I’ve been working on a re-branding project with a heritage denim company this week and it has put me in a denim state of mind. I’m intrigued by re-branding, especially by old brands that have established their name in the denim world for sometime.
I am a huge fan of chic wearable denim and always say The Gap is doing a tremendous job in bringing quality denim at a reasonable price point. For the past few years, I’ve witnessed the changes of Gap denim under Patrick Robinson’s guidance. Now that he’s gone, Iwas curious to see how The Gap would continue to carry on its successful campaign of modernizing denim. The immediate answer seems to be social media, and it’s looking good.
Gap rolled out it’s 1969 Fall denim social media campaign recently and it aims at revealing a more behind-the-scene view at the Gap denim design process. Turns out although the company’s headquarter’s are based in San Francisco, the 1969 denim is designed in a Gap studio in downtown LA. It is a little known fact and the whole online campaign focuses on introducing this studio as well as its team members, emphasizing Los Angeles as the “last stronghold for denim” in America, which is entirely true.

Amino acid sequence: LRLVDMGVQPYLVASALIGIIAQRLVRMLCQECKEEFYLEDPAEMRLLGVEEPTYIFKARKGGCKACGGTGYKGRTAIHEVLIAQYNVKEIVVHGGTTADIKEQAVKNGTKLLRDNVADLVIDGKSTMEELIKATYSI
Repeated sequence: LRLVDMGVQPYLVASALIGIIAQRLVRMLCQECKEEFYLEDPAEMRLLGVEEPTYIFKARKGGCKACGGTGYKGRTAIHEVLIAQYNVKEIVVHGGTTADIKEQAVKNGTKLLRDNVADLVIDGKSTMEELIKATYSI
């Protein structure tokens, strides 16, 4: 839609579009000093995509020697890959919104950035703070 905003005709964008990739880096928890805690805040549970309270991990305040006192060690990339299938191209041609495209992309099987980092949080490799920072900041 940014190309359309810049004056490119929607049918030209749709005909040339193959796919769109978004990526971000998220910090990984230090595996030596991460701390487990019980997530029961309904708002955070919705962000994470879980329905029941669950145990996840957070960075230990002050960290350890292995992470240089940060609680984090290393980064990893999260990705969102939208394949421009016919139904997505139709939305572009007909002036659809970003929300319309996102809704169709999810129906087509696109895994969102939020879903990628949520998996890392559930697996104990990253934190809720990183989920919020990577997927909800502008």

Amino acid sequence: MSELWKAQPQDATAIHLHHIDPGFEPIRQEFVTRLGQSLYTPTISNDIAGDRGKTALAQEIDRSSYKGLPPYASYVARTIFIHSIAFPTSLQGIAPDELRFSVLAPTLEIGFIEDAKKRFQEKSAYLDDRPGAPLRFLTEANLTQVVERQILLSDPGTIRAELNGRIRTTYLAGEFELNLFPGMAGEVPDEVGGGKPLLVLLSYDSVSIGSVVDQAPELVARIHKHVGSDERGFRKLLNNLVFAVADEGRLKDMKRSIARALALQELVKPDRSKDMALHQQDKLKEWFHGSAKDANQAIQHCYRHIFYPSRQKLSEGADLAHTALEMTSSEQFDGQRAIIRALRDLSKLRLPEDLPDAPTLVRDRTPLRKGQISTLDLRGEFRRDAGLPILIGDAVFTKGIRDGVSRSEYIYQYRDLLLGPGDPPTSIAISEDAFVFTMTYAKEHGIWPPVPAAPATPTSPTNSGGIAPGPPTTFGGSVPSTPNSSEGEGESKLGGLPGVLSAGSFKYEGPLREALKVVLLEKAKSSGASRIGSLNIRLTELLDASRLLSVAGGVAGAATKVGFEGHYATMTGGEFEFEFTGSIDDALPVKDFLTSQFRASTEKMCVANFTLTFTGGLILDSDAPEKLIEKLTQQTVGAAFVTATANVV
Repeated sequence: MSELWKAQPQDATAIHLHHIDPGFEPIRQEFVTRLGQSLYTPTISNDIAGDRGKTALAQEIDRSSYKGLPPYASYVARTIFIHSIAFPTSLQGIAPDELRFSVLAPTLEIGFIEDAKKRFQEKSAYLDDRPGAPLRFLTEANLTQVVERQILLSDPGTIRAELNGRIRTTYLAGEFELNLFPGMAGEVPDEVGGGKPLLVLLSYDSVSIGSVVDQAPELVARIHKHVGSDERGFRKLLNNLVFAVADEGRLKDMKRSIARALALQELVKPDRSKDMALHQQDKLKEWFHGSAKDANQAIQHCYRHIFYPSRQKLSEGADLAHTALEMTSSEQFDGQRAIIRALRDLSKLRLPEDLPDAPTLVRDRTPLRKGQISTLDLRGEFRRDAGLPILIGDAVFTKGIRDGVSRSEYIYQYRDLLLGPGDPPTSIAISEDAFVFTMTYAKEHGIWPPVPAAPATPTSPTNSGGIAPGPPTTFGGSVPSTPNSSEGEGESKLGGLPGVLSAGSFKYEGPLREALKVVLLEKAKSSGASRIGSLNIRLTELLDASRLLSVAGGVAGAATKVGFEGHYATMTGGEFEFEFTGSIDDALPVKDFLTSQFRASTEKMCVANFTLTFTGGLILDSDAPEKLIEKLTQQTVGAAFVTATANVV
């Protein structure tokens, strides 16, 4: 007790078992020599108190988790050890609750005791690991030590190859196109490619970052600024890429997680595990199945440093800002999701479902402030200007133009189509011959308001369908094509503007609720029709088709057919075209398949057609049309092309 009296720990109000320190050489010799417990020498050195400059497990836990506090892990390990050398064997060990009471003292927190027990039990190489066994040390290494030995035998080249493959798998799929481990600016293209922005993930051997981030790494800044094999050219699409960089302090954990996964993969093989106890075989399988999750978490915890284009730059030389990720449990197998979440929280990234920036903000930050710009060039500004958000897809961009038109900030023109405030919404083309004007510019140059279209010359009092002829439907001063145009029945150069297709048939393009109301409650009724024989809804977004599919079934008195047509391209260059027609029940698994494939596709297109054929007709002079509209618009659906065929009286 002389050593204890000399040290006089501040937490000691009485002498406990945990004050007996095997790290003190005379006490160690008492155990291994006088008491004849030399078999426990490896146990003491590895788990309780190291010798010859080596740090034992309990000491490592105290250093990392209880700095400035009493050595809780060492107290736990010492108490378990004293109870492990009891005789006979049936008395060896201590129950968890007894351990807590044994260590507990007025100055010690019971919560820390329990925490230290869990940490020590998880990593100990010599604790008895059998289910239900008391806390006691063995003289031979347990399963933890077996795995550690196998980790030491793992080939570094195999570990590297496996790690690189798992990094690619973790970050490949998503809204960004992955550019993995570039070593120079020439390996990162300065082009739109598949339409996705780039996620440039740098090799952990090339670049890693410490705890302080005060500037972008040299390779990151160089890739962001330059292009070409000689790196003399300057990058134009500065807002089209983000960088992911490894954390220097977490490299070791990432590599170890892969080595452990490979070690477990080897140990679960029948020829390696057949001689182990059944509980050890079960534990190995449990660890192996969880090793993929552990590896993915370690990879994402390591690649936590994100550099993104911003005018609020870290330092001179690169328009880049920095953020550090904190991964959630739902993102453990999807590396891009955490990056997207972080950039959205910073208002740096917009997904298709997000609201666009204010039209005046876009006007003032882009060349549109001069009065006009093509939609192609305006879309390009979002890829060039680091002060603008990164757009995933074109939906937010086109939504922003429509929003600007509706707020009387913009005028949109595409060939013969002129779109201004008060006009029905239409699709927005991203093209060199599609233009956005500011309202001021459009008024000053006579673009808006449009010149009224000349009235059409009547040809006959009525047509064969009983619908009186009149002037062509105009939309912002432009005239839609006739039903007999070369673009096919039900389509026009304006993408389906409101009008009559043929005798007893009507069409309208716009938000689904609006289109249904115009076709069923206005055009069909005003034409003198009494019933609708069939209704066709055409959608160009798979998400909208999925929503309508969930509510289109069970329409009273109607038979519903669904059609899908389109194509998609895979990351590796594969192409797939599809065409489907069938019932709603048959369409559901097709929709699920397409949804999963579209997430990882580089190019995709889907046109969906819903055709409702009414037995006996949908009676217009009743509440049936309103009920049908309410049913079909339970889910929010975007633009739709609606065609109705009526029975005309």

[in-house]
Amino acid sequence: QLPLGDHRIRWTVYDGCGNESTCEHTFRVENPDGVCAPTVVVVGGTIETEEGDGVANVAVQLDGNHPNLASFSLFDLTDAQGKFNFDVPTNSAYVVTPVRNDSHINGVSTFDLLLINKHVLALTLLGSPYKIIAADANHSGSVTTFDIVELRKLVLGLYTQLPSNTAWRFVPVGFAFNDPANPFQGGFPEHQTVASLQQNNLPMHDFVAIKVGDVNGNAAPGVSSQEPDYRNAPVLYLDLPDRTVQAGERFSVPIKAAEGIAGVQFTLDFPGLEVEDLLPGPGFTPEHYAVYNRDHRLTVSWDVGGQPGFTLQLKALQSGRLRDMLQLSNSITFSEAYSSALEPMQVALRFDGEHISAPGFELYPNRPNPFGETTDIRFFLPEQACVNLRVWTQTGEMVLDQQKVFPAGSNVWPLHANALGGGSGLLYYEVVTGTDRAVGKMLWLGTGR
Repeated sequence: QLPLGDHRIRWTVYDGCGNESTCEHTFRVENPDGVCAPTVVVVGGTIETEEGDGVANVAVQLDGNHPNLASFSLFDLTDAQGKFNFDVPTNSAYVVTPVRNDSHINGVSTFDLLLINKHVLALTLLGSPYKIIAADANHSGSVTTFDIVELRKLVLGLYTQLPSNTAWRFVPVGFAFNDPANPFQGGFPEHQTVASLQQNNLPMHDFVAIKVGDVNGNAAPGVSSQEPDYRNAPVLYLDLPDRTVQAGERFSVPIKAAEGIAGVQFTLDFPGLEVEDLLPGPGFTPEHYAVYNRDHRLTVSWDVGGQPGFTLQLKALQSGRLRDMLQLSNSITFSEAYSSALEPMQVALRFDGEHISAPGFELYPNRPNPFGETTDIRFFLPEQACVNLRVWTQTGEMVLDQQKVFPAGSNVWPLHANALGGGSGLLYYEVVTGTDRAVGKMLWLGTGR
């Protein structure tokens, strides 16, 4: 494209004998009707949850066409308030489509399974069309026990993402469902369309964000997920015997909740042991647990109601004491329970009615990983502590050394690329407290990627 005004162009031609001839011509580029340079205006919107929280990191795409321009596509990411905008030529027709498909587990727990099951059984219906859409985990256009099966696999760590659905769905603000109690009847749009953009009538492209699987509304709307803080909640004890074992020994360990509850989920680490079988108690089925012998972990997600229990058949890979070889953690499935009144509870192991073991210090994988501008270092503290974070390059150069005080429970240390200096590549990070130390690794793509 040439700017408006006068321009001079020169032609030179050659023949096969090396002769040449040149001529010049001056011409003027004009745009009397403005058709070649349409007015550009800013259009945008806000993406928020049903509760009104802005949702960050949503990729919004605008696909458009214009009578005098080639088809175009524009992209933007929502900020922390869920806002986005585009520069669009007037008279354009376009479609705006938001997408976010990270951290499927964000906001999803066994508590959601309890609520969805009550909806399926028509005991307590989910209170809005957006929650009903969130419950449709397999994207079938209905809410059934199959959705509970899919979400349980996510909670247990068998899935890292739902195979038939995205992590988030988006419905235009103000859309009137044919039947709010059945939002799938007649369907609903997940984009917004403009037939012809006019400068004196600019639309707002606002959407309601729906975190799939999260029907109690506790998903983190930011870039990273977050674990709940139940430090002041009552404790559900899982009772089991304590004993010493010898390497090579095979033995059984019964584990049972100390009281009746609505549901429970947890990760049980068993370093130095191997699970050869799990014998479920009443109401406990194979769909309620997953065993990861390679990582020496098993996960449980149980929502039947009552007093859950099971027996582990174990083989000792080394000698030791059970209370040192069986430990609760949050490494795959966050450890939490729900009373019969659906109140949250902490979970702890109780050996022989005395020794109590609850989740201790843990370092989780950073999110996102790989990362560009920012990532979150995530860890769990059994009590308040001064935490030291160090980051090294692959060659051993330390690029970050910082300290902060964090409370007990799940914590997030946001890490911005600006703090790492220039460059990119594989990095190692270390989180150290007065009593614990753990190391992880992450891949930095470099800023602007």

You can go to facebook.com/gap (or simply click on the above picture) to watch a series of videos of the space, the designers, the merchant, and the key fits for Fall.
I recently got a chance to visit the studio and was impressed with the authenticity and the energy of it. It’s an open loft with no walls separating offices but yet the team is very much compartmentalized stretching from design/pattern-making, to samples, merchants, to marketing – a one stop shop set-up.
The success of this campaign lies in creating a connection between the wearer to the design process. After viewing this website, customers now can visualize the process of where his/her denim came about, it is no longer just a pair of jeans, and this is where Gap is no longer just The Gap.